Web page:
To say that 2020 was a challenging year would be an understatement. While it started off with a sense of optimism and relative economic prosperity, the coronavirus, racial unrest, and political rancor gave this world, and this country, in particular, a set of punches to the gut. And while it may have always been under the surface, the events of this year brought into the open an unprecedented level of anger. The devastating impact of the coronavirus upon the economy, i.e. loss of jobs, reduction in incomes, shuddering of businesses, etc. resulted in feelings of anger towards the economic system. The George Floyd tragedy led to calls for racial and social justice which unfortunately turned violent fueled by anger over the police and views that our country as a whole was systemically racist. Add to all of that the 2020 election – politically charged, to say the least. Feelings of anger if not outright hatred dominated the campaign. Whether justified or not, anger was the emotional thread that seemed to have run throughout the year 2020. While anger, as an emotion, may have its place in the human psyche, when that anger becomes one’s primary feeling, it ends up overwhelming and clouding everything else. Reason and rationality. Common sense. Communication and dialogue. They all end up getting lost. That was clearly on display throughout 2020.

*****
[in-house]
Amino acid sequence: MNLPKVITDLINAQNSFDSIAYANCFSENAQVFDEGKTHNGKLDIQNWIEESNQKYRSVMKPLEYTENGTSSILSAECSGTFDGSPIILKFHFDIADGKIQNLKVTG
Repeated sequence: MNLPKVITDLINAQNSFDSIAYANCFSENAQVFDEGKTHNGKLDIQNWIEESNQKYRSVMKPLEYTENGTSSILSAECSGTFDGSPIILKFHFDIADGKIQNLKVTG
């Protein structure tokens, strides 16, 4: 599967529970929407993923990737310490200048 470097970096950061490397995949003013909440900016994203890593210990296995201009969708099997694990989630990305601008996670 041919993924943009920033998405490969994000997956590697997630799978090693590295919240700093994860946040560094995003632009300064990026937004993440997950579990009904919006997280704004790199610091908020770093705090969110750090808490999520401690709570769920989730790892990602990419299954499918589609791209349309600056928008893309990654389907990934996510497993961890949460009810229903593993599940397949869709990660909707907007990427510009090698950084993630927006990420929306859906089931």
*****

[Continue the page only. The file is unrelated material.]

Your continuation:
As the calendar changes from 2020 to 2021, there are a great many things that we can wish for. Back in the good old days, we might wish for things like a better job, finally getting that bigger house or a fancier car, losing weight or getting in shape, traveling more, or crossing things off your bucket list. However, most people’s wish lists are probably dramatically different this year. Obviously, the top on just about everyone’s list is that there be an end to this coronavirus pandemic and a return to some level of normalcy. This hope is fueled by the rollout of the coronavirus vaccine which our scientific and pharmaceutical community developed in “warp-speed”. Obviously, the end of the coronavirus pandemic is at the top of my wish list as well. However, right below that is another wish for 2021 – the creation of an anger vaccine. I know I am a dreamer but think how much nicer the world would be if the level of anger could somehow be controlled, reduced, or tempered. I know this would be the case when it comes to the handling of divorce matters.